Moto Guzzi Breva 1200 Sport: Italian sportiness for traditionalists
By Lance Oliver
Maybe you’re a traditionalist.
When you look at a motorcycle, you want to see lines that evoke memories of past classics. You love the feel and cadence and sound of an air-cooled V-twin. Of course you demand shaft drive and.
Oh, sorry. Did you think I was talking about Harley-Davidson?
There are traditionalists who prefer styles born under the red, white and green, rather than the red, white and blue, and for those Italophiles, Moto Guzzi has what could be the company’s best motorcycle yet: the Breva 1200 Sport.
The appeal of the 1200 Sport is that it maintains the traditional Guzzi style (those air-cooled jugs are still out there flying in the breeze in front of your knees) while adding enough modern technology to ease daily life and enable you to get down a winding road more briskly than on your garden-variety Breva. Because even traditionalists like a little sport now and then.
The sideways, air-cooled, 90-degree V-twin and shaft final drive are familiar to anyone who has seen Guzzis of the past, but the Breva 1200 Sport modernizes and spices up the style with white, number-plate-style accents on the flyscreen and the tail section.
The white flyscreen carries through to the styled gauge cluster, which combines white-faced analog tachometer, speedometer and fuel gauge with an LCD screen readout for other info. It looks nice, though the LCD screen can be difficult to read in some lighting conditions.
The 1200 Sport lacks the bronze-colored parts on the engine, reducing the number of colors on the mechanical parts of the motorcycle. Appearance is the most personal of personal preferences, of course, and you’ll make up your own mind, but to me, the styling changes to the base Breva make the 1200 Sport the best-looking Guzzi in the lineup.
Fortunately, Moto Guzzi also made some mechanical upgrades before slapping the Sport designation on the motorcycle.
For the Sport, the Breva 1100 engine was bored and stroked to 1,151cc for even more torque. The intake tract received some work and the electronic fuel injection mapping was changed to provide sportier response.
Time to head out on the highway and try it out. Push the button and fuel injection gives you fuss-free combustion. Hey, you’re a traditionalist, not a masochist.
There’s nothing wrong with modern mechanicals underneath the classic lines.
The torque from the V-twin tugs you forward at just about any engine speed. On the highway, you’ll feel some vibes in the footpegs at low rpm and tingles at high rpm, but in between, where you spend most of your time, the 1200 Sport runs smooth. There’s a red light on the tach that warns you when you’re approaching the rev limiter, but really it’s easier to know when to shift by the feel of the V-twin’s vibes (that’s the traditionalist’s method, you know) than by spotting a little red light.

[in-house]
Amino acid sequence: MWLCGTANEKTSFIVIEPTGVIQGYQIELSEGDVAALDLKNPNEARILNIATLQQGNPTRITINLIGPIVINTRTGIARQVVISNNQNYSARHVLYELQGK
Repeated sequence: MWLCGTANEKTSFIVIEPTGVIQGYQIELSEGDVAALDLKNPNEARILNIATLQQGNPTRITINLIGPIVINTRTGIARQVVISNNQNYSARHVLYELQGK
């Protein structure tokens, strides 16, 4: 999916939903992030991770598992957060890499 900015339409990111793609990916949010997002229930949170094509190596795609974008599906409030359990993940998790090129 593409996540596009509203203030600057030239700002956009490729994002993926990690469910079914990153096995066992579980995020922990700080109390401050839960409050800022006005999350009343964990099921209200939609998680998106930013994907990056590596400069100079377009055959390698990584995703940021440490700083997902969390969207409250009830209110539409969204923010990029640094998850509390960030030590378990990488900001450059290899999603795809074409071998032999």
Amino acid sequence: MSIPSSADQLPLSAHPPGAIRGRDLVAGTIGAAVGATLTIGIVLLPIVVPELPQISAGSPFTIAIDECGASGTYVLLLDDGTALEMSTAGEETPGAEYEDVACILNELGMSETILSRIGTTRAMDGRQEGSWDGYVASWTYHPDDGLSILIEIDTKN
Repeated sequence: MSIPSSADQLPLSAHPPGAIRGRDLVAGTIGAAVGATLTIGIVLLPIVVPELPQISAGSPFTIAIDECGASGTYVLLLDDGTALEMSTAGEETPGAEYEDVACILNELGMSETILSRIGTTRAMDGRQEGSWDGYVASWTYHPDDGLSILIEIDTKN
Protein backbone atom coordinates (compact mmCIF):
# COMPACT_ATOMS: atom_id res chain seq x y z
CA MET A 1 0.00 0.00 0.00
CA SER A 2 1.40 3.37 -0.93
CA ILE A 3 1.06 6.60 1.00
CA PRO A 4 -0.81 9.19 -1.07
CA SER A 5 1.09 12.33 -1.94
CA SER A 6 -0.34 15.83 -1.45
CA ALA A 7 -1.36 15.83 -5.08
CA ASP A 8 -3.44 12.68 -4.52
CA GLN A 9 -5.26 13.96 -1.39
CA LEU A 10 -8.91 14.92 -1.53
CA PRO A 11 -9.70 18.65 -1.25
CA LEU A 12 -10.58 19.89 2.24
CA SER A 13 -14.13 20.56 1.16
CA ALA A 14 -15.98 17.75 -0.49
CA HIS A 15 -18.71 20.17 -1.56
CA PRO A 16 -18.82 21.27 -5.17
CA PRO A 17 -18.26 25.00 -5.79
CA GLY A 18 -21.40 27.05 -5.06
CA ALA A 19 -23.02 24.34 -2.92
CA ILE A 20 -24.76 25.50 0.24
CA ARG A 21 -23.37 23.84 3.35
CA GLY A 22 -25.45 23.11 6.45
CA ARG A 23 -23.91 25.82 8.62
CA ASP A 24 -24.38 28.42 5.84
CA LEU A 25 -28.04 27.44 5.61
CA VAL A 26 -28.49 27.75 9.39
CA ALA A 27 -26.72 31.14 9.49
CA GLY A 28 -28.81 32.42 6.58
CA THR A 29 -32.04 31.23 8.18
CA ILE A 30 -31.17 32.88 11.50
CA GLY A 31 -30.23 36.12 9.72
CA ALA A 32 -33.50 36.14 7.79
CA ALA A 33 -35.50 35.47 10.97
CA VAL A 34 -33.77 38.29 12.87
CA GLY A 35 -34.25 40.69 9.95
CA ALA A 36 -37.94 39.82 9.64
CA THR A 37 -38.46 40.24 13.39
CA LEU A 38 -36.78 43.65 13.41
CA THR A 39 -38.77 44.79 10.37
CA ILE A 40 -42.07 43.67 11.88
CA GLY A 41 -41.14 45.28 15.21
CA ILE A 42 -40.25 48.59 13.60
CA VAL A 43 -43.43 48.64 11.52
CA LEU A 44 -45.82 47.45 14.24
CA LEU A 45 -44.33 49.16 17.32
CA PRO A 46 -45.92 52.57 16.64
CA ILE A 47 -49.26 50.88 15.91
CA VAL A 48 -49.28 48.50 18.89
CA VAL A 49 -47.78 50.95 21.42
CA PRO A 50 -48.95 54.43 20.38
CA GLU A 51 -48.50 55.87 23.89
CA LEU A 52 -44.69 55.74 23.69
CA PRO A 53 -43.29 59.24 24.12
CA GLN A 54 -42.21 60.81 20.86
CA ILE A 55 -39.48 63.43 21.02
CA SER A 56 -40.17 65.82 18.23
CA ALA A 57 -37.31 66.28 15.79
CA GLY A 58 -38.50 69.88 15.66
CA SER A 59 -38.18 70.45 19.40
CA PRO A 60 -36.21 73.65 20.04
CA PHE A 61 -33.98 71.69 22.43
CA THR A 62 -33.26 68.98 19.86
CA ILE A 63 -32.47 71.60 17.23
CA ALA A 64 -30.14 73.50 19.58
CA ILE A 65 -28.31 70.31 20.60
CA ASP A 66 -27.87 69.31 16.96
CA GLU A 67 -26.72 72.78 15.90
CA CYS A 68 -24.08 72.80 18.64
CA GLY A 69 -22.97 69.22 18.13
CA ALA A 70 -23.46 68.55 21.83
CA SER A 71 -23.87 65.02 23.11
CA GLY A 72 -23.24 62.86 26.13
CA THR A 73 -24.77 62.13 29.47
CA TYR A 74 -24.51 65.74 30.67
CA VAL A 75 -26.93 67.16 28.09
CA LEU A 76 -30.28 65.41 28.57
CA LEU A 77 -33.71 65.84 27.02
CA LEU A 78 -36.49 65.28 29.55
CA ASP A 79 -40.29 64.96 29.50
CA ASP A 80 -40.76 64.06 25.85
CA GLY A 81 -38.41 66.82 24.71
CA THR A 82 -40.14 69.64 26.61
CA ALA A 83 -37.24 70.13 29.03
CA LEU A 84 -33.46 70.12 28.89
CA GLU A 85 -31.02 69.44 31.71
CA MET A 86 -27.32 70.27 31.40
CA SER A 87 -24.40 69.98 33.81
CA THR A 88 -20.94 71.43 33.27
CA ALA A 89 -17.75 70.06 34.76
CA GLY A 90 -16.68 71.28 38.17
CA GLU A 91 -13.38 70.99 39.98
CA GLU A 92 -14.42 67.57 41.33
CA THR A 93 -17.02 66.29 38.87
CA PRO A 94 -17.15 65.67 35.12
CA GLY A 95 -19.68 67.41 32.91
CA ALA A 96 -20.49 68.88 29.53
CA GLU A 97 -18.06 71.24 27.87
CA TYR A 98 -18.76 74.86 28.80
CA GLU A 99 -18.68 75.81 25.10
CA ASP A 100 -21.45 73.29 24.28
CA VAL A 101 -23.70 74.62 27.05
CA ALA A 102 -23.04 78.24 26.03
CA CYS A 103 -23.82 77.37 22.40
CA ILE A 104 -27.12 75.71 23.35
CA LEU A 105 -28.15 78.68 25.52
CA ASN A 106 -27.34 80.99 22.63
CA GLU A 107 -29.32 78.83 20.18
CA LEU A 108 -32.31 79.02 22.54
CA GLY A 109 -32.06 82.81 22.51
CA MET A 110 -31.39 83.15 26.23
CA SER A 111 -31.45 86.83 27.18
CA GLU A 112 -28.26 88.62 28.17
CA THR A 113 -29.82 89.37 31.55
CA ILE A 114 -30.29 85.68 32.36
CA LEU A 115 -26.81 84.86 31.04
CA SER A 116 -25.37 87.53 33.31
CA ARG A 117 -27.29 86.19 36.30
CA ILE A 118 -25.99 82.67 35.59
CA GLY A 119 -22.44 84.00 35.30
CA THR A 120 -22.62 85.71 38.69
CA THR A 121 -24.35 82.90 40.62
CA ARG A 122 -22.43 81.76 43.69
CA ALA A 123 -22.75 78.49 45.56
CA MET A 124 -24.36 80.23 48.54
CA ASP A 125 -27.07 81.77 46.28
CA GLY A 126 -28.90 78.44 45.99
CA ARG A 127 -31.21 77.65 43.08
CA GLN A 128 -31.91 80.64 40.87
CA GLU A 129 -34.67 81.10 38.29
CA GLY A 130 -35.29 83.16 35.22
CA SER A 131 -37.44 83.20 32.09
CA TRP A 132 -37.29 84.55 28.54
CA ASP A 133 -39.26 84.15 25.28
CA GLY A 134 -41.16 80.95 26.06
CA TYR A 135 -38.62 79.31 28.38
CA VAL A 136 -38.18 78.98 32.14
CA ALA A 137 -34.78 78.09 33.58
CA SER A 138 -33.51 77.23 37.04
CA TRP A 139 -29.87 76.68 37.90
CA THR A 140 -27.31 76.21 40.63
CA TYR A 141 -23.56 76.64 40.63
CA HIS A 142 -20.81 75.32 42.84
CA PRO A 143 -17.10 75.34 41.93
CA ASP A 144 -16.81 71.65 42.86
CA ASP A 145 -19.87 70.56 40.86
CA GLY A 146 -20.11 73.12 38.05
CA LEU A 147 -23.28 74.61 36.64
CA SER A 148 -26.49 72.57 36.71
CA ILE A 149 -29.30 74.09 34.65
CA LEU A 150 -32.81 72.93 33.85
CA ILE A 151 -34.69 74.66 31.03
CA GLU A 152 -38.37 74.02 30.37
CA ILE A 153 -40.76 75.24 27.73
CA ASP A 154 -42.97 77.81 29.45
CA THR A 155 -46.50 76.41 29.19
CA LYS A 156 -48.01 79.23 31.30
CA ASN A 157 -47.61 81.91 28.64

The slightly leaned-forward riding position is comfortable, and, in addition to looking good, the flyscreen actually works, too. It creates a welcome pocket of calm air, though the wide, forward handlebar keeps the rider’s arms in the wind.
The advantage of that wide bar becomes apparent as soon as you reach the first curve. It provides leverage for tossing the 505-pound (claimed dry weight), 58.5-inch-wheelbase Guzzi into the turns.
Once you’re heeled over in that turn, you’ll be reassured to know both shaft-drive jacking effect and the fuel-injection glitches that plague some competitors are absent. The broad spread of torque and the competent fuel injection mean this is one of those motorcycles you can ride primarily just by rolling on and off the throttle, without having to spend a lot of time with the brakes or gear-shift lever.
Of course sport is a relative term. Ride aggressively and you’ll find that the handsomely styled footpeg brackets prevent you from placing the balls of your feet on the pegs. If you try to slide your feet backwards, the bracket forces your heel outward, meaning you can barely keep even the edge of your foot on the peg.
Two things result, both of which put a crimp in performance riding: Shifting weight from side to side is more difficult, and well before you touch any hard parts, you’re grinding toes against the pavement, even at non-extreme lean angles.
Keep your sporting impulses to a traditionalist level, however, and the 1200 Sport is stable and entertainingly quick. The Brembo, 4-piston calipers up front (left) provide modern stopping power. The rear brake felt a bit grabby and sensitive to me, but other testers didn’t seem to mind.
The 1200 Sport comes with 17-inch wheels, in standard sporting sizes, so you can choose from a wide range of tires. Go for more sporting grip or longer mileage, depending on your preference and riding plans.
While the 1200 Sport adds some oomph to the Breva package (and, to my eyes, improves the styling), its shared components mean you can fit many Breva accessories onto your Sport, from saddlebags to windscreens. That makes it easy to modify the bike to your particular mission. So you can have the friskier Guzzi and still carry the comforts of home.
Is that enough to close the sale?
Let’s be honest. If you’re buying a motorcycle based on cold, hard rationality, deciding by the numbers only (including the numbers on the price tag), you’re not likely to buy this one.
But maybe you’re a traditionalist. Maybe you appreciate classic style, especially Italian style. Maybe you’re a Guzzi kind of rider.
In which case, this might be the best Moto Guzzi yet.
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